Intro to Physics I & II*
Developments in physics have become the bases for many modern technologies, including the “smart phone.” This course uses the evolution of several modern technologies and their integration into products and services that permeate our current lives as a meta theme for investigating physics. Learning physics through this approach deepens student understanding of technological developments and connects them to an ongoing story that impacts their daily lives.
In this course, students actively investigate major experimental physics’ themes including:
- Electricity and Magnetism
The course uses an exciting hands-on, lab-based approach to core experimental physics concepts to ensure tangibility and enduring learning. It simultaneously provides students with a rigorous foundation needed for higher-level studies. Calculus and pre-calculus are not pre-requisites. However, if student level permits, the instructor provides exposure to underlying mathematics to present a more balanced view of some physics concepts.
Home school students have regular home extensions (homework) assignments to ensure curricular coverage and learning consolidation. After school and weekend sessions receive assignments that maintain learning continuity between sessions.
Site visit and visiting specialists! The Ti2 team engages area research institutions and industries to help students understand how and why people are investigating the science behind and developing innovative solutions to the topics and issues covered in this course.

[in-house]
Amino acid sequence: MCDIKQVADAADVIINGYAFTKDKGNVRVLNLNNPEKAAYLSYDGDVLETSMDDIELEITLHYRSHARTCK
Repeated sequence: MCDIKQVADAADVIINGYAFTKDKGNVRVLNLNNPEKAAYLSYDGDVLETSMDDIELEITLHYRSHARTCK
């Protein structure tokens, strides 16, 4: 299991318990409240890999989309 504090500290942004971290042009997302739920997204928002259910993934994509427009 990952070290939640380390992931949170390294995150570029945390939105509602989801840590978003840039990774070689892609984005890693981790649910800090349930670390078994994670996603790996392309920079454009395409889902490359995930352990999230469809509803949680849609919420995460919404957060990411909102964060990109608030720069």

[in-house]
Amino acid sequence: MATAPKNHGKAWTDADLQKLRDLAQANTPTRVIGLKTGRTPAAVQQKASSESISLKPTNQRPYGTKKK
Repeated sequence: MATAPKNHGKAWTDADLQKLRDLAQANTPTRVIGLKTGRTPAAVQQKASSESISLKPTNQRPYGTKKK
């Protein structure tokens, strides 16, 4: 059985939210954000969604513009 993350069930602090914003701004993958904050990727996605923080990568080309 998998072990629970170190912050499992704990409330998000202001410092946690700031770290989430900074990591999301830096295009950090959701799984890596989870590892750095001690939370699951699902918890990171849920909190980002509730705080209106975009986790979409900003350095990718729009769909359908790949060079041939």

Note: When the course is offered for winter/spring term only, the course is not a compressed or accelerated version of the academic year-long offering. The course covers fewer concepts with the same level of depth as the full-year course, and student interests and understanding influence aspects of what topics/concept get investigated.
*Physics I & II is a sequenced course offered over two full academic years. Ideally, students enroll in Physics I prior to taking Physics II. If a student seeks to enter part II without having taken part I, please contact us at 617 340-9907 or email@example.com. Thank you.
FAQ: Which physical sciences course is a best fit given by background and interests?
Intro to Physics and Chemistry is most appropriate for a student with some familiarity with symbolic math, functions, and basic geometric principles. It can, however, be accessible to students without these concepts through additional math self-study and tutoring.
Physics I is most appreciated by students with a solid introduction to algebra through at least the quadratic equation, and a basic understanding of trigonometry. Because knowledge of calculus can yield a deeper knowledge of physics, Ti2 offers additional resources for learning for those students with some calculus familiarity.
Physics II is most appropriate for students who have taken at least one semester of introductory physics (whether calculus or algebra-based), who have completed algebra beyond the quadratic equation, and who have a solid understanding of trigonometry. Students should be self motivated and prepared to start participating in the process of science - introductory ability to read scientific literature, interact with scientists, propose a project, and complete an initial scientific work with support.
CERN BEAMline Research and International Competition: Elementary Particles and High Energy Physics is most suited to highly self-disciplined, mature students who have an understanding of atomic physics and waves. Algebra and trigonometry preferred. As accelerator physics intersects with chemical and biological sciences, as well as science communication, interdisciplinary explorers are welcome! As this program requires motivation and maturity, prospective students are encouraged to consult with Ti2 staff.